There’s plenty of things that change when you have a baby, especially as a mom. Your body will never be the same (at least for most women), being able to eat a hot meal without little fingers poking around your plate, a full-nights sleep, but most importantly your priorities for how you spend your time. One of my biggest shifts in priorities is not spending all the extra hours at my full-time job and learning to let go and spend time with Ivy. Don’t get me wrong, it’s definitely a struggle sometimes to leave work and shut my brain off, but I’m always quickly reminded about how fast the days go and how quickly she’s growing up.
I’ve been back to work for over 10 months now and here are some of the things I’ve learned in the process.
- It’s tough to bounce back to a career-driven mindset. I was lucky and had the opportunity to take twelve weeks off after having Ivy, so it wasn’t easy reacclimating myself to working again. When I got back to work my manager had just gone out on maternity leave as well so it was additional added stress of trying to understand what I had missed over the past three months.
- Leaving your baby in the hands of someone you don’t know that well takes some getting used to. But it gets easier. We had a big housing debacle near the end of my pregnancy and didn’t move into our home until 11 days before I was induced with Ivy. Because of that I didn’t have the opportunity to throughly vet out and find daycare because we didn’t know where we were going to live until like a month before she was born (but that’s a story for another post). I was mid-way through my maternity leave before I figured out where Ivy would be hanging out when I went back to work and there’s nothing more stressful as a new parent than trying to find the right person to care for your baby.
- Your vacation days can rarely be used for vacations. One new struggle to plan around is when and how to use my vacation time now that I have to think about Ivy. My vacation days are now planned around when our daycare provider has her time off as well as banking it for any potential sick days I may need to take unexpectedly because of sick child. Thankfully, my work is pretty flexible when it comes to parents schedules, and allow the option to work from home if it’s needed. They also offer a pretty generous vacation policy, which is definitely needed when we factor in the time off our daycare provider is guaranteed (she deserves it though!).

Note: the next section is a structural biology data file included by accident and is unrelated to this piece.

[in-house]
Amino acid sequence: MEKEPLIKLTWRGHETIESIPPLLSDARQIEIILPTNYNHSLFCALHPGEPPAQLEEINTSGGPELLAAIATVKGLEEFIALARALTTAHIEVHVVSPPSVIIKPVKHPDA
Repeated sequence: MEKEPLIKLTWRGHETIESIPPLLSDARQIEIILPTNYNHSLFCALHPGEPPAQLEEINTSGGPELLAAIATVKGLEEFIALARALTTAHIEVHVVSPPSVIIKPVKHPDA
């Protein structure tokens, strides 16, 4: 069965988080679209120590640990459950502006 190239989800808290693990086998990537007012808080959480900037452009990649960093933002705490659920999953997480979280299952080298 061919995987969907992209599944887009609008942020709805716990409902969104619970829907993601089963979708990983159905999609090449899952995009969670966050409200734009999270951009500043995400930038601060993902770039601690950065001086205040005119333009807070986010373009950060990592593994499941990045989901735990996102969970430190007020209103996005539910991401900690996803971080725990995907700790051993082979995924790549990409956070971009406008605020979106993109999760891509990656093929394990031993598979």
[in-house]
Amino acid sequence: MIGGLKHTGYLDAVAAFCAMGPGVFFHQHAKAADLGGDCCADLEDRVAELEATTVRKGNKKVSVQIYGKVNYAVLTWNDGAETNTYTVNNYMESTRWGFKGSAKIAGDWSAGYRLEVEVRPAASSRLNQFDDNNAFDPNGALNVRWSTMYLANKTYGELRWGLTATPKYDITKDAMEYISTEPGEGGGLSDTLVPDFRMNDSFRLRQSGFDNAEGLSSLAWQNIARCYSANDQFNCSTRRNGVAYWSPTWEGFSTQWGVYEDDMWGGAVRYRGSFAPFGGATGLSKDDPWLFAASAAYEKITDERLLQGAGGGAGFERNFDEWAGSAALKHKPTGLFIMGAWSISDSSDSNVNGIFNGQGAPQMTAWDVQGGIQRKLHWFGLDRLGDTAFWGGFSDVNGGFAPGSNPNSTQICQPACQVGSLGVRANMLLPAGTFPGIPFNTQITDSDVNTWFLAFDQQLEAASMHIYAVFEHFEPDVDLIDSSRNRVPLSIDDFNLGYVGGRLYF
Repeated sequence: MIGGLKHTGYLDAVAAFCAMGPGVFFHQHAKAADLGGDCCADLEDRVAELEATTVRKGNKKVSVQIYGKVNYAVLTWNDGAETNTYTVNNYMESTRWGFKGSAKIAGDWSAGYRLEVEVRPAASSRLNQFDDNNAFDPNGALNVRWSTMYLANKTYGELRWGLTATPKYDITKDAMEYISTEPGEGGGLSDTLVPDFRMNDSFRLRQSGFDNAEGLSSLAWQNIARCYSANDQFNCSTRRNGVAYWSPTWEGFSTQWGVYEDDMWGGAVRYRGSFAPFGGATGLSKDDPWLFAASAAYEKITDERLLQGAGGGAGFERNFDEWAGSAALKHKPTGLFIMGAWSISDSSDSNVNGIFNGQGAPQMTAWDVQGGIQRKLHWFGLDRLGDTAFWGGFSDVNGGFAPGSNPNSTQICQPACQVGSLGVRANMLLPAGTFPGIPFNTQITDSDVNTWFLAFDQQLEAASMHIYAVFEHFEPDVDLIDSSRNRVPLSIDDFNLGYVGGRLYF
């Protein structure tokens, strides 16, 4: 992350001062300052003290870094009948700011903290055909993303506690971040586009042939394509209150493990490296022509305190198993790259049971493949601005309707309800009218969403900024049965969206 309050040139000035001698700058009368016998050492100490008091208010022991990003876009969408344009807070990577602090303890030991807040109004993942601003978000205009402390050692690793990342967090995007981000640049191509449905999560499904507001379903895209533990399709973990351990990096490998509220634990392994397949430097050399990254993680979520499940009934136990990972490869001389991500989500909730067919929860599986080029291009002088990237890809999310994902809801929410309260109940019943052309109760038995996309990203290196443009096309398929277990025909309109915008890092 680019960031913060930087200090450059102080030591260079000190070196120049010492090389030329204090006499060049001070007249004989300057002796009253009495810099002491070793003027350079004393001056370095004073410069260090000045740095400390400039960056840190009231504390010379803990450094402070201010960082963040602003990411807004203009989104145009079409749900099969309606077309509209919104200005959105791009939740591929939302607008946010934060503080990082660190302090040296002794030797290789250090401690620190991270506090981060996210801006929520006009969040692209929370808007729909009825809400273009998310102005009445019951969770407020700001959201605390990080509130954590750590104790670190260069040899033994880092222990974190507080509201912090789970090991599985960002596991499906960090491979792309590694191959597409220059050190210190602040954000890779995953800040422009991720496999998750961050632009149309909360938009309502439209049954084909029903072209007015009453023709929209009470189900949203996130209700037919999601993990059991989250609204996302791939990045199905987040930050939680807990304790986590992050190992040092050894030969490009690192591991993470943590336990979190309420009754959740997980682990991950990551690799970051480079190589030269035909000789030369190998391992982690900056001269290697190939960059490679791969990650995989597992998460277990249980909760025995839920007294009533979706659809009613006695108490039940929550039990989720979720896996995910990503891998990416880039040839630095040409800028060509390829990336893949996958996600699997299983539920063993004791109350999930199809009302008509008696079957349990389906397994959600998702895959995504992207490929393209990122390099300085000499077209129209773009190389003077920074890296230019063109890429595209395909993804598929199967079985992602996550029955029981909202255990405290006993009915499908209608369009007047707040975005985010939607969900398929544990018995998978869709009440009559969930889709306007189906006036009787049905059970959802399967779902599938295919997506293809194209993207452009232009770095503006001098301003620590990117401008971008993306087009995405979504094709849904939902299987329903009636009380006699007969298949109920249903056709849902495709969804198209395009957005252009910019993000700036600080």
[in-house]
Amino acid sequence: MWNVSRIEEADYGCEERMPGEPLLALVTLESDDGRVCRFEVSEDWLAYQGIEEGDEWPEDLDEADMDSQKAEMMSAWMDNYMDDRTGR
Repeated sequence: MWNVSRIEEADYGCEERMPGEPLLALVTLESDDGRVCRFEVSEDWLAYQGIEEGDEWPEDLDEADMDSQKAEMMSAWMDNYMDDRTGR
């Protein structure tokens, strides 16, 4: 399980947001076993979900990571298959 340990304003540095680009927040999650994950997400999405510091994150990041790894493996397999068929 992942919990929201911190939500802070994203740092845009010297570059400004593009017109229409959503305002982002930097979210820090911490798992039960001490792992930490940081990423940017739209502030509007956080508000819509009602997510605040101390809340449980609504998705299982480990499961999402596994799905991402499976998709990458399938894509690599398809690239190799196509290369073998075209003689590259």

- Your weekends are now spent getting everything done you don’t have energy for during the week. Okay, this one might not be that different from when you were pregnant, at least it’s not for me. While Ivy’s a pretty good sleeper, I still don’t get a full straight 8 hours of sleep (heck, I don’t even get a straight 4 hours of sleep most nights) so my evenings aren’t as productive as I’d like them to be. Very rarely will I get a big enough pep in my step to get a good amount checked off my to-do lists, so that’s what my weekends are for now. Besides trying to squeeze in cleaning the house, laundry, grocery shopping between spending what little time I have with Ivy, we also try to squeeze some time in for ourselves, our friends and families.
- You get torn between feeling driven and accomplished in your career and the need to want to be there for your baby every. single. day. So this one might not apply to everyone, but it’s certainly one that I don’t see myself struggling with for a long time, if ever. I don’t love my job, but I do love that it gives me a sense of purpose and that I’m able to help support my family financially. On the other hand, I would love the opportunity to stay home and raise Ivy myself rather than sending her to daycare 5 days a week (even if we love our daycare provider). I’ve always told my husband that if the opportunity presented itself to be a stay at home mom I would definitely do it – but I would still need something on the side that allowed me the opportunity to make some money and still have an identity outside of being a mom. Mom is (and always will be) one of my most important jobs, but I personally feel like every woman should find someone outside of being a mom that she can throw some of her time and attention into. And don’t get me wrong, ever since I have had Ivy this is definitely an area I struggle with, which is part of the reason I started blogging.
I’m sure as Ivy continues to get older and my time back at work continues there’ll be many more insights to add to this list. I would love to hear your stories – what’s your work story look like? Did you head back to a job or career after starting your family? Are you a new or seasoned stay-at-home parent?